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Union Minister Gen (retd) VK Singh today proposed a multi-pronged approach to combat terrorism, including deradicalisation of people and using lessons from previous attacks to devise a more robust response system.
He also asserted that for India there was no categorisation of a "good" or "bad" terrorist, but just terrorists, in a veiled reference to Hizbul Mujahideen militant Burhan Wani who was killed by security forces in an encounter in Jammu and Kashmir in July last year.
"Israel has learnt from its experiences of terror attacks to come up with a robust response system.
"We in India too have had our experience, including the infamous Mumbai attack (26/11), and it is said that it serves as a lot of inspiration for various terror groups to replicate it anywhere else around the world. So, we need to be vigilant," he said.
Singh was addressing a gathering at an ongoing three-day counter-terrorism conference here, which ends tomorrow.
"We can draw lessons from response mechanism of countries not just in the Middle East but also other ones, who have had such situations and dealt with it," he said.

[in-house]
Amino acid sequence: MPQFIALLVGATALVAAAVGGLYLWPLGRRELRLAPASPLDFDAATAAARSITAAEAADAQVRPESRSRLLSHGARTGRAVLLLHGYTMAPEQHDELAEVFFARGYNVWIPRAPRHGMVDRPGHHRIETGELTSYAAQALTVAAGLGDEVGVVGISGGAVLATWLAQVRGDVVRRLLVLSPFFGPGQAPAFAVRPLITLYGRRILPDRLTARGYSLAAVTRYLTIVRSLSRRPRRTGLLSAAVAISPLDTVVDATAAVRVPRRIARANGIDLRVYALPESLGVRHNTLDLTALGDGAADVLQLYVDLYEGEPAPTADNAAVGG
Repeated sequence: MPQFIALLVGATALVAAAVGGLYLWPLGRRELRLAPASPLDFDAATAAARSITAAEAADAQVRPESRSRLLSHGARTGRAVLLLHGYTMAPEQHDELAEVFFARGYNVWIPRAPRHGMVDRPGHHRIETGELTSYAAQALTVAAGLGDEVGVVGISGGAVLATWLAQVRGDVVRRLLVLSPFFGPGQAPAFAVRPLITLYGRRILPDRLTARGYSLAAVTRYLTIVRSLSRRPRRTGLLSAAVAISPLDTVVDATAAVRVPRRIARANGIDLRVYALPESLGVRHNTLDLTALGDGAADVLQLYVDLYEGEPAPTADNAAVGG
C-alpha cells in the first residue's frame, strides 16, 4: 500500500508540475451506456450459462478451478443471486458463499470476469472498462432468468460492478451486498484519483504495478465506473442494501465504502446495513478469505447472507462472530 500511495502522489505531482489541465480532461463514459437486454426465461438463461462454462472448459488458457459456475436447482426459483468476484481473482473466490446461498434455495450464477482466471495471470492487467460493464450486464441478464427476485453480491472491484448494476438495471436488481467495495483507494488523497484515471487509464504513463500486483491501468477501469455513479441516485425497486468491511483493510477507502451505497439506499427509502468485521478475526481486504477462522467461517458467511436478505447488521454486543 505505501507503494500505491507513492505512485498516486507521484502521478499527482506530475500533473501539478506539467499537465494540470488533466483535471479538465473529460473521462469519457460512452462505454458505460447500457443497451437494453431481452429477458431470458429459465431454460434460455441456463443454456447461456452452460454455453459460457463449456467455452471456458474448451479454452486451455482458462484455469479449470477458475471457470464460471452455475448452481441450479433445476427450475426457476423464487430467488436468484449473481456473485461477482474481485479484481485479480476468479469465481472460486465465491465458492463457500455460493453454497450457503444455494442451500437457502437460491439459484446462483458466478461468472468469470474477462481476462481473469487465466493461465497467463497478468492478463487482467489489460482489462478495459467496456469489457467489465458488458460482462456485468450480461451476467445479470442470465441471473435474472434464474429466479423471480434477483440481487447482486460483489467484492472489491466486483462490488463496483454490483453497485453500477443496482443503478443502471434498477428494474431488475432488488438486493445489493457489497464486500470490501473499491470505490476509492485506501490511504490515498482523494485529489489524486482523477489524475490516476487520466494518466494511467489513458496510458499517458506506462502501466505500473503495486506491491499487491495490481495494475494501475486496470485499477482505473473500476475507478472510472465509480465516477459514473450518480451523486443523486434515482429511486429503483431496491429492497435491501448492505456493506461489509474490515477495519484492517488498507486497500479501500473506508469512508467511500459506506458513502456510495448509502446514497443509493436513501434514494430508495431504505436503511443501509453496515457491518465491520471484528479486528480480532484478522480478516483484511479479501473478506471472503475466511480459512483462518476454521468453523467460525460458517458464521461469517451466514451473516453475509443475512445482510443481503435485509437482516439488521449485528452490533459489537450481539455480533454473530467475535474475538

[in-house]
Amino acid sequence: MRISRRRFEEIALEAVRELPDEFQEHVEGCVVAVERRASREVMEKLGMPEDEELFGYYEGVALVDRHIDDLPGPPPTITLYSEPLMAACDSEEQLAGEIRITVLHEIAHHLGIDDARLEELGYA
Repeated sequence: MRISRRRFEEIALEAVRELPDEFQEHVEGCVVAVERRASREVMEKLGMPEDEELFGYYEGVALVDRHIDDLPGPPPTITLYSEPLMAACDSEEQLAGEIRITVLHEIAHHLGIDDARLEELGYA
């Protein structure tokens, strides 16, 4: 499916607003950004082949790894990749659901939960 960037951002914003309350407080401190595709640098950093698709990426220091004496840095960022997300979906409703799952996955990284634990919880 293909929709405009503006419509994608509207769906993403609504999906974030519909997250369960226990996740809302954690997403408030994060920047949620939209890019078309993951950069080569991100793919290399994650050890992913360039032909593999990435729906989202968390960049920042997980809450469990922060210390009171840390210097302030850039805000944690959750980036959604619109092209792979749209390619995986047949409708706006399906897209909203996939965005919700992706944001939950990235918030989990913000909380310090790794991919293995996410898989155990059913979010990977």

Citing example of terror group Islamic State, the Union Minister also flagged that "well-to-do and well-qualified people were also falling into the ideological trap of these terror groups".
"These ideologies have crept not just into the Middle East but also many countries all over the world. Therefore we need a great deal of efforts to deradicalise people to stop them from getting to terrorists or aiding them," he said.
"We hope that we can reach a common understanding so that we can combat this threat which affects all of us," he said.
The former Army chief also said, "So far as India's stand is concerned, we have been very clear."
"There are no good or bad terrorists but only terrorists. And that is why we say, terrorists have no caste, religion or colour. They just have one philosophy, to cause damage, create panic, how to get publicity for themselves and attain what their ideology says," he said.
The minister also urged people to become the "extended arms" of the response system by staying vigilant round-the-clock and round-the-year.
He also underscored the challenges posed by terror networks which operate without the slightest compunction, irrespective of the countries they are based in.
"We also need a robust and multi-layered intelligence system and extreme Vigilance on part of our response systems to nip any plans of attack in the bud ideally, or tackle any attack promptly," he said.
"We need to devise our own response otherwise we will be just moving from one incident to another," the Minister added.